COVID-19 News Updates 07.08.2020


Country CasesConfirmed Deaths
French Polynesia 64 (62 recovered) 0
Fiji 27 (18 recovered) 1
New Caledonia 22 (22 recovered) 0
Papua New Guinea 163 (53 recovered) 3
Samoa 0 0
Vanuatu 0 0
Cook Islands 0 0
Tonga 0 0
Solomon Islands 0 0
Niue 0 0
Kiribati 0 0
FSM 0 0
Palau 0 0
Tuvalu 0 0
Marshall Islands 0 0
Nauru 0 0

Note: The above data is sourced from the official website of the Western Pacific Region of the World Health Organization. It may update untimely or inconsistency with the relevant data in the article sourced from local news.


Delivering vital medical supplies, humanitarian air service boosts COVID-19 response efforts in the Pacific


According to an article released by Pacific Islands Forum Secretariat on 6 August, countries and territories of the Pacific Islands and the United Nations World Food Programme (WFP) reached a milestone with the launch of the humanitarian air service in the region.

The first flight, from Nadi, Fiji to Port Moresby, Papua New Guinea, completed Thursday, delivered 44 cubic metres of essential medical supplies that will be used in the Government of Papua New Guinea’s response to COVID-19.

The supplies, including protective masks, suits and gloves, thermometers, and ventilators were transported on behalf of the Pacific Islands Forum, in support of the Pacific Humanitarian Pathway on COVID-19 – a regional coordination platform established by the 18 countries of the Forum to facilitate timely and rapid movement of medical and humanitarian assistance across the region.

“The humanitarian air service flights are a welcome demonstration that the Pacific Humanitarian Pathway on COVID-19 is doing what leaders intended – protecting citizens and supporting health systems,” said Dame Meg Taylor, Pacific Islands Forum Secretary General.

“We welcome continued partnership and support as the Pathway provides a mechanism led by and for Pacific nations to help meet their needs while respecting COVID-19 border shutdowns, special entry protocols and safety for our Pacific nations.”

The closure of airports and grounding of aircrafts as a result of COVID-19 prevention measures has dramatically reduced commercial air services, placing stress on the region’s supply chains and making it increasingly challenging for humanitarian and health organisations to get vital supplies and personnel to where they are needed most.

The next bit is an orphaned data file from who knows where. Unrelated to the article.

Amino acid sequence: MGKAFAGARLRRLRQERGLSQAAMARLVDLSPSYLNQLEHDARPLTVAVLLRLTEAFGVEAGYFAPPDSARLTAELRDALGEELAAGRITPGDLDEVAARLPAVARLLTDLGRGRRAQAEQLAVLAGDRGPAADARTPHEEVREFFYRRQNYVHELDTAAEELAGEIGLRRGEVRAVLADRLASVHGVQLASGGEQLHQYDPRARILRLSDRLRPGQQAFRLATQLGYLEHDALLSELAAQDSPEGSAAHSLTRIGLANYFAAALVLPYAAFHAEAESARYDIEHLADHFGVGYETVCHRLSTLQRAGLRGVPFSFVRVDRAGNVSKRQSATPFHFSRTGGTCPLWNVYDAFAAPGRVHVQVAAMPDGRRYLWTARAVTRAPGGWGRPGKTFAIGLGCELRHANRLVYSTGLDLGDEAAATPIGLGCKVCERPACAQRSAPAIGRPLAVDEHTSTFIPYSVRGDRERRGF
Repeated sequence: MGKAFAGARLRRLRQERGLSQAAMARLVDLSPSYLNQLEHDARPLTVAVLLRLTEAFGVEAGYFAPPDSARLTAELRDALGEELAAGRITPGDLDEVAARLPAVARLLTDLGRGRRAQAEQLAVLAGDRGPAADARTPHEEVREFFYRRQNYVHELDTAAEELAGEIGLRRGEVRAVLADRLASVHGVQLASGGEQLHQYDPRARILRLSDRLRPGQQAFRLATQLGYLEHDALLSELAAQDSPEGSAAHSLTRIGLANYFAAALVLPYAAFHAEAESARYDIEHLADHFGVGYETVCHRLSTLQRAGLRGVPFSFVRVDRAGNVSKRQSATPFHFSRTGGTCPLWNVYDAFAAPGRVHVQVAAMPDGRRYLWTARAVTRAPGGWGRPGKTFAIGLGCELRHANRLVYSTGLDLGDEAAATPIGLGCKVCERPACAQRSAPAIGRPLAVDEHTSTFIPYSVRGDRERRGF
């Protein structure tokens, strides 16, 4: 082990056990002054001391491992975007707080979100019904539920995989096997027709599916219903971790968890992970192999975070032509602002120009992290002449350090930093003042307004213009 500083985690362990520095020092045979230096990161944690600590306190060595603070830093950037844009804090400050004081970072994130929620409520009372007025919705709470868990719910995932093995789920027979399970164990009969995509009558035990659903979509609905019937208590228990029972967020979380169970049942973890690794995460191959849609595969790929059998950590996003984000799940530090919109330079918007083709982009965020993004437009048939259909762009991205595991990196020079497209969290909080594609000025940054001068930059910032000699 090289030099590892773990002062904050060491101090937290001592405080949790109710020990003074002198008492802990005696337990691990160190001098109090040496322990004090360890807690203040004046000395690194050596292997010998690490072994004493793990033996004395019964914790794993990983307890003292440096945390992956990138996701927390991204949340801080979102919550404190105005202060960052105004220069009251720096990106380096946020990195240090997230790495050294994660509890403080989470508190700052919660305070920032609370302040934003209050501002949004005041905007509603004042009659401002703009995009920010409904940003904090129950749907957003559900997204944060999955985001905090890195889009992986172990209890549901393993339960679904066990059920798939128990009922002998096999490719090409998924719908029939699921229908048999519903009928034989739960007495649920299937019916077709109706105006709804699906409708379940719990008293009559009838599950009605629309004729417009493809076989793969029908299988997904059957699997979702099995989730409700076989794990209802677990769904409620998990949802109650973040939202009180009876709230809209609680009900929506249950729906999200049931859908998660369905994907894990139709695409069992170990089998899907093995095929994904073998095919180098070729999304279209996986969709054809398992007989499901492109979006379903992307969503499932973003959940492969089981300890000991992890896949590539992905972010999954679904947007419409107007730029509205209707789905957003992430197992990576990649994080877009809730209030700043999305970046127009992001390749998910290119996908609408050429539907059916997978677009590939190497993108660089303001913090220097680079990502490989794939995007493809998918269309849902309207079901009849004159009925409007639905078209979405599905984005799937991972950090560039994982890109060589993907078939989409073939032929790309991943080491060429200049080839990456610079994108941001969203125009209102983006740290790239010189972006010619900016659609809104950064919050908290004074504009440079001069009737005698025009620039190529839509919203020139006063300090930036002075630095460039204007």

“For the countries and territories of the Pacific islands, air and sea transport is nothing short of a lifeline,” said Jo Pilgrim, Director of WFP Pacific Multi-Country Office. “WFP is proud to be working with Pacific Island governments and humanitarian partners to restore certainty to the supply chain and ensure the delivery of urgently-required medical supplies to the frontlines of the pandemic. I would like to thank our donors, including the Government of Australia for their continued support to WFP’s operations in the Pacific, and for making this air service a reality.”

The Pacific humanitarian air service is part of the greater Pacific Humanitarian Team COVID-19 Response Plan – a comprehensive regional response plan that seeks to consolidate efforts by UN agencies, governments, regional and multilateral organisations, NGOs, donors and development partners.

SOURCE: Pacific Islands Forum Secretariat


One more COVID-19 death in PNG, 10 new confirmed cases total now 163 


One more Papua New Guinean died from COVID-19 Thursday bringing the total number of COVID-19 deaths to three. 10 confirmed COVID-19 cases including the deceased bringing Papua New Guinea’s total cases to 163 said the Controller of the National Pandemic Response David Manning on 7 August. Of those 10 new cases, one was in the Southern Highlands, four from Tabubil in the Western Province and the rest in the National Capital District.

In the past week:

  • 39 new coronavirus cases on 5 August bringing the total number of infections to 153,. Of those 39 new cases, two tested positive in Western Province, one in West Sepik Province and 37 in the National Capital District.
  • 3 new coronavirus cases on 4 August bringing the total number of infections to 114. Out of the three newly confirmed cases, one tested positive in Kiunga, Western Province, while two tested positive in NCD. PNG also released 11 new control measures as of 4 August.
  • 1 new coronavirus case tested positive in NCD on 3 August bringing the total number of infections to 114.
  • 19 new coronavirus cases tested positive on 2 August bringing the total number of infections to 110. Of those 19 new cases, 18 are from Port Moresby while 1 from Lae.